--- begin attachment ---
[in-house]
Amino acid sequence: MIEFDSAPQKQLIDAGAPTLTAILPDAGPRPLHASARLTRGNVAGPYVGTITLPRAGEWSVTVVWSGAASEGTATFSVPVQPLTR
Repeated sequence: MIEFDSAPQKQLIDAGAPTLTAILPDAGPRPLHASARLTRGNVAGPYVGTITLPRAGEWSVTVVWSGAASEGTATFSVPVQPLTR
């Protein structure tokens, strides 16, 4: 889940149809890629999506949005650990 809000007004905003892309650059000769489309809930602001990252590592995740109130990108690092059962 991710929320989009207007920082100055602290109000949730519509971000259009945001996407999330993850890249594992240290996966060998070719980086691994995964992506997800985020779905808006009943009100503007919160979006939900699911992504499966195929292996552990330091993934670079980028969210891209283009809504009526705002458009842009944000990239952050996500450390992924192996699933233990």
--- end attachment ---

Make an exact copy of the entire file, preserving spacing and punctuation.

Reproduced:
[in-house]
Amino acid sequence: MIEFDSAPQKQLIDAGAPTLTAILPDAGPRPLHASARLTRGNVAGPYVGTITLPRAGEWSVTVVWSGAASEGTATFSVPVQPLTR
Repeated sequence: MIEFDSAPQKQLIDAGAPTLTAILPDAGPRPLHASARLTRGNVAGPYVGTITLPRAGEWSVTVVWSGAASEGTATFSVPVQPLTR
């Protein structure tokens, strides 16, 4: 889940149809890629999506949005650990 809000007004905003892309650059000769489309809930602001990252590592995740109130990108690092059962 991710929320989009207007920082100055602290109000949730519509971000259009945001996407999330993850890249594992240290996966060998070719980086691994995964992506997800985020779905808006009943009100503007919160979006939900699911992504499966195929292996552990330091993934670079980028969210891209283009809504009526705002458009842009944000990239952050996500450390992924192996699933233990």